ISSUE 3 WITH B-REAL

KEEPIN’ IT REAL

Whether you’re a stoner or a real rap aficionado, you know the name B-Real. The Cypress Hill frontman is synonymous with gritty hip-hop and cannabis culture from his distinctive tone and commanding stage presence. But there’s something you may not be aware of about this living legend. B-Real is one of the most respected, passionate and outspoken advocates for the exploding multi-billion dollar MMJ industry and he’s just getting started.

Words by:Ruben Galindo
Snaps by: Leah Moriyama

Unless you’ve been living in the Himalayas for the past 20 years, you’re familiar with the man affectionately known as Dr. Greenthumb or B-Real–the frontman for the legendary Cypress Hill crew. B-Real is considered to be one of the main progenitors and OG’s of the West Coast’s golden age of hip-hop in the early 1990s. Originality, longevity and being relevant are the holy trinity of any musician much less entrepreneur and B-Real has definitely attained that trifecta. Proof positive being his massive cult-like following for over two decades and album sales of over 18 Million sold worldwide. Long gone are the days of lyrics like, “…hangin’ out the window, with my magnum takin’ out some putos” from the groundbreaking track “How I Could Just Kill a Man.”

Very much like fine wine, B-Real’s talents extend far beyond music. A parallel could be derived from Kobe Bryant. Starting off talented and raw, he used otherworldly athleticism and unrivaled work ethic to draw comparisons to the G.O.A.T.–Michael Jordan. Being a student of the game, Kobe used his extremely high basketball IQ and impeccable footwork as he got older to find other ways to score. Make no mistake, you might see a throwback windmill dunk here and there– rare by choice, but it’s still there when he needs it to be. For B-Real, the passion and love of the game are still very much alive and well, if not more. The only difference is that he’s just become more aware of his vision and game-changing influence. He’s employing different faculties and avenues to get his message across–entertaining while educating the masses. That passion for music and advocacy for cannabis culture is clearly evident in his projects and the new found fitness regimen he goes through to accommodate the rigors of his touring schedule. Make no mistake, B-Real is a student of the game, “People have their lane, I never changed who I am. Some people rap about excessive violence and material things, that’s all good, but it’s not me. But as an artist, you need to evolve and find your lane again and sometimes you stop and that light don’t fucking turn green. You have to reinvent yourself while staying true to yourself,” says B-Real. He is the consummate cannabis advocate, activist and entrepreneur which is apparent from his involvement and conception of B-Real TV, Phuncky Feel tips, and Dr. Greenthumb glass. Not to mention his multiple music projects and festivals. “The legalization of cannabis is spreading throughout the 50 states–from Colorado and ultimately into California where this whole movement started.” B-Real acknowledges that through a deeper education of the benefits is that cannabis entails is the one way we can take greater strides to full legalization. As an ambassador for this movement, he realizes that his influence carries much weight towards our goal for complete legalization. B-Real takes time out of his extremely busy schedule to talk music, cannabis culture and what we need to do collectively to push for complete legalization. With that said, there is still much work to be done, but we’re closer than we have ever been.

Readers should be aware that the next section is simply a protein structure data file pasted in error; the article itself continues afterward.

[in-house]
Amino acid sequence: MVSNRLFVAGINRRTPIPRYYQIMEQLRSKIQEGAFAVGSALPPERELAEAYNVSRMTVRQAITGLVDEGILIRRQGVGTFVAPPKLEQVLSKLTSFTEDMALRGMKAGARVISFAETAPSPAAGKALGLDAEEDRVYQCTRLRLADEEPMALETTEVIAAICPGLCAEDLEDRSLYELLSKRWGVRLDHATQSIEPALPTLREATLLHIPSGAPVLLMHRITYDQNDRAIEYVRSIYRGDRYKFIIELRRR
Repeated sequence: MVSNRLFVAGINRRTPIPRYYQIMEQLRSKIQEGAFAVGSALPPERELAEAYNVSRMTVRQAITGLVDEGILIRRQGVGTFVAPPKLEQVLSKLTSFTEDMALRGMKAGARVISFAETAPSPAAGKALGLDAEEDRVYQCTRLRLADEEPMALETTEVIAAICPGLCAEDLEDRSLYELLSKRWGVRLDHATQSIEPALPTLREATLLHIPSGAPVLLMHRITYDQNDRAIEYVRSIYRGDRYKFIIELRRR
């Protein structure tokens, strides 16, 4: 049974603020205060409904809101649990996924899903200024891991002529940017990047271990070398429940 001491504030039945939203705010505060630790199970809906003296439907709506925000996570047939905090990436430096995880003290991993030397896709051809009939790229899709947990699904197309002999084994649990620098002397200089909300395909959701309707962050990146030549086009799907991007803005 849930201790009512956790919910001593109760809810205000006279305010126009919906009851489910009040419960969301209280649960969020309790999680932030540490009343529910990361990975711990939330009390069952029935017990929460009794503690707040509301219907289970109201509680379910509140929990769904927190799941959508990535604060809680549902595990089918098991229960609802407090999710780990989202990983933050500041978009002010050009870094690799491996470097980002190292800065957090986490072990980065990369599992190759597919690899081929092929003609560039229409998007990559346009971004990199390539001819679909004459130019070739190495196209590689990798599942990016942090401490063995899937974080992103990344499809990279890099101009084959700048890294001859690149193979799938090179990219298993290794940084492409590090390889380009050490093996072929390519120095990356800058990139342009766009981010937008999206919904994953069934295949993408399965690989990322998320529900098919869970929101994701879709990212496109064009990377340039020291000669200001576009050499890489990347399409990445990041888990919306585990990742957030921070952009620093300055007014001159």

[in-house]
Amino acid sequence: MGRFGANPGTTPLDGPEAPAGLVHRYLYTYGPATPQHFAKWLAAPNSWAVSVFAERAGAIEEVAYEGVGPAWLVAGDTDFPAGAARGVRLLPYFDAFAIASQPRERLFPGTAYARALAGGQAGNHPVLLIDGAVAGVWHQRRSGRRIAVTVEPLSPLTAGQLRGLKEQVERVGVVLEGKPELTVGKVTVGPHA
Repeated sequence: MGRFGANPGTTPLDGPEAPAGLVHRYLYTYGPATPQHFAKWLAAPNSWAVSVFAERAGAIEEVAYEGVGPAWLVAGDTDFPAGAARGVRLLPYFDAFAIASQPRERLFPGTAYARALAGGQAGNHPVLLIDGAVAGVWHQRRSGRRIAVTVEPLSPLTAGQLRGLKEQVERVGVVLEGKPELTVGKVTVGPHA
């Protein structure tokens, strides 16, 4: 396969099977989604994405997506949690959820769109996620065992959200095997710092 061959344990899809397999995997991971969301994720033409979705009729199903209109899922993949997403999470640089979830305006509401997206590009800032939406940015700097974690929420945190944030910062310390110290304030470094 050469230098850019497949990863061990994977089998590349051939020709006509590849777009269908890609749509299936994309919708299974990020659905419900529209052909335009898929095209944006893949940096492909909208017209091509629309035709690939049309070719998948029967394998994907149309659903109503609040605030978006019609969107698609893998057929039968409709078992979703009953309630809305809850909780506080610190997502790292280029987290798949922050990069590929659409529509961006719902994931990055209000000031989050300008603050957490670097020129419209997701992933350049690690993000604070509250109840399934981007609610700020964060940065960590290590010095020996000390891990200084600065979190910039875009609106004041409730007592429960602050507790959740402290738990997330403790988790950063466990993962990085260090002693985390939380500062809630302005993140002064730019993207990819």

Having been a public figure and advocate for cannabis for over 20 years, do you feel any certain responsibilities when it comes to cannabis education and promotion?

I think we’ve always felt that from day one knowing we’re speaking about content that was taboo at the time in the 90’s. Hip Hop didn’t talk about drugs too much and we never considered it a drug in the first place. We just went for broke and talked about what we loved doing. We got put onto Jack Herer who was a real freedom fighter and the quest for legalization and whatnot. That’s who I learned from. He provided the information that inspired me to be who I am now. I think if you’re representing any culture, you need to be educated. You need to be educated enough to be able to enlighten others who look to you for guidance and information.